Addiction and Recovery Information for Individuals, Families and Health Professionals

About Alcohol Abuse and Addiction

Do You Have a Drinking Problem?

To help you decide if you have a drinking problem, look at the self-test page which contains a list of helpful questions. But ask yourself, why do you want to know? Are you concerned about your behavior? Are other people concerned? If so, you probably already know if you have an alcohol problem or not. The only question is whether you are prepared to accept the answer.

What is Moderate Alcohol Use?

Moderate drinking has been defined by the US Department of Health and Human Services and the World Health Organization as follows:

  • The US guidelines suggest no more than 1 drink per day for women and no more than 2 drinks per day for men. A drink is defined as 12 oz of beer, 5 oz of wine, or 1.5 oz of spirits.
  • The WHO guidelines suggest no more than 2 drinks per day, and no more than 5 drinking days per week. They also suggest at least 2 non-drinking days per week.

How Big is a Drink? The Definition of a Standard Alcoholic Drink.

A standard drink is defined as 14 grams of pure alcohol according to the US Department of Health and Human Services. However in Europe the most commonly used standard is 10g of pure alcohol.

  • 1 can of beer (12 oz or 330 ml) at 5% alcohol is one drink
  • 1 glass of wine (5 oz or 140 ml) at 12% alcohol is one drink
  • 1 shot of liquor (1.5 oz or 40 ml) at 40% alcohol is one drink

Note that a 750ml bottle of wine contains 5 drinks. Therefore 2 drinks a day is less than half a bottle of wine a day.

The basic formula for calculating a drink is that each milliliter of pure alcohol weighs 0.79 grams. Therefore, for example, 12 oz of beer or 330 ml of beer x 5% alcohol x 0.79 = 13 grams of pure alcohol.


How Common is Alcohol Abuse? Drinking Facts and Figures

  • Approximately 60% of drinkers drink less than 4 drinks on the days they drink.
  • 20% of drinkers drink 5 or more less than 10% of the time.
  • 9% of drinkers drink 5 or more at least half the time.(1)

Liver Damage: Alcoholic Hepatitis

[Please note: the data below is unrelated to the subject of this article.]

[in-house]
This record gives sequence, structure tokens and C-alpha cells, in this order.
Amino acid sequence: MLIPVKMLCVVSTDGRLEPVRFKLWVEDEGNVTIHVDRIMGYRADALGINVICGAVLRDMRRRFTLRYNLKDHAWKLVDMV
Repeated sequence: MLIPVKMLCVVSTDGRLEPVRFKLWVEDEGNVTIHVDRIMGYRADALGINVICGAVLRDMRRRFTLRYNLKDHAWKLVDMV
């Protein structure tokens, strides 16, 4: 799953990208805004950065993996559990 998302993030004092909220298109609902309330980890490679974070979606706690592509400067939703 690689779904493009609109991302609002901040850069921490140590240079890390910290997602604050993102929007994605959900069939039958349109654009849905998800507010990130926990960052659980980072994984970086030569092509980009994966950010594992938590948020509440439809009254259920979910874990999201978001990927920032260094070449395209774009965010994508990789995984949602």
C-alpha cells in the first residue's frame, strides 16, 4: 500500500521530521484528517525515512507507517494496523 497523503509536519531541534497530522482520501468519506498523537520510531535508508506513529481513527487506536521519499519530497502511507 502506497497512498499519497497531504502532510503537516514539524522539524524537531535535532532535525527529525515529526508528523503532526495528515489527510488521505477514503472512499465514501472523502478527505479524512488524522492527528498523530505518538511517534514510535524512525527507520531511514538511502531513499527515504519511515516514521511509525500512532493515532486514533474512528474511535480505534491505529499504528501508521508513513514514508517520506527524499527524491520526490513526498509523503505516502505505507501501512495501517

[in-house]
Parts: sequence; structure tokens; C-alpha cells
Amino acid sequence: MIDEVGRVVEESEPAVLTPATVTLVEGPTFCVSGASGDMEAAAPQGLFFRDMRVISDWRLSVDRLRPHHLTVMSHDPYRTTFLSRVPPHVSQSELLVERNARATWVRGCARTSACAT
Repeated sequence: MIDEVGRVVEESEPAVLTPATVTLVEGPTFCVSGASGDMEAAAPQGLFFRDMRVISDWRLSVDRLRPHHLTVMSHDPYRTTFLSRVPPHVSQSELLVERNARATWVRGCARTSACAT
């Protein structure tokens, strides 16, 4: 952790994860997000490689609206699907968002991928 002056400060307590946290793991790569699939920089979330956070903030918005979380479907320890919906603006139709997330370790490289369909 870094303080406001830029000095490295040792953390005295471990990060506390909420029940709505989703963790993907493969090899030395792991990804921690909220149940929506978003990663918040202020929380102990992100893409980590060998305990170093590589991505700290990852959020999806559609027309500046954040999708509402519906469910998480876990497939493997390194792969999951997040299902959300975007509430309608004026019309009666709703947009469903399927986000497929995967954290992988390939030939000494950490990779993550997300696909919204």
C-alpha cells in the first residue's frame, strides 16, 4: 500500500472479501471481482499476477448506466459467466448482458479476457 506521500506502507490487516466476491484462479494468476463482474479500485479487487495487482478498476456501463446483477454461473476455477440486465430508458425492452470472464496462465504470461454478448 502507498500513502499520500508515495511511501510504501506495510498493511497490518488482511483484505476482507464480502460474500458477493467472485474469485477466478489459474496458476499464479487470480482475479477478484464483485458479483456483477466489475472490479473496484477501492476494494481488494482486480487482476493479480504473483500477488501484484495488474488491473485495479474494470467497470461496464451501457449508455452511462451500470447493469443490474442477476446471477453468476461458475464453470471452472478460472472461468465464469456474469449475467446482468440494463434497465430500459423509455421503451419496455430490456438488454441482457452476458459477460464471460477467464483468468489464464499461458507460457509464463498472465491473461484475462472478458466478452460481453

There are three stages of liver damage: elevated liver enzymes, fatty liver, and cirrhosis.

The most common form of liver damage is elevated liver enzymes. Your doctor can do a simple blood test to check for three liver enzymes (AST, ALT, and GGT). These are usually elevated by heavy drinking over a short period of time, usually weeks or months. This type of damage is most commonly seen in young people and is associated with binge drinking. It is potentially reversible if you stop drinking.

Your liver is designed to filter toxins from your blood, therefore it's designed to repair itself. All you have to do is stop drinking and it will gradually go back to normal.

How do liver enzyme tests work? The enzymes AST, ALT, and GGT normally occur inside liver cells. If your liver is damaged, the enzymes are released into your blood stream and show up in your blood test. Therefore the higher the enzyme count, the greater the liver damage. The most accurate of these tests for alcoholic liver damage is GGT.

The second most common form of liver damage is a ‘fatty’ liver. This can be identified by blood tests and a liver ultrasound, and is also reversible with abstinence. However, fatty liver damage has a greater risk of turning into cirrhosis with continued alcohol abuse.

Repeated liver damage can cause cirrhosis. Your liver is a remarkable organ, but it can only repair itself so many times. After a while your liver won't be able to repair itself and it will turn into scar tissue. Cirrhosis is just the medical term that means part of your liver has turned into scar tissue.

But there is good news. Your liver is a big organ and you have more liver than you need. People can lose 30% of their liver in a car accident and still lead normal lives. So if you have less than 30% cirrhosis and you stop drinking, you can lead a normal life. Your doctor can do an ultrasound to see if you have cirrhosis, and estimate what percent cirrhosis you may have.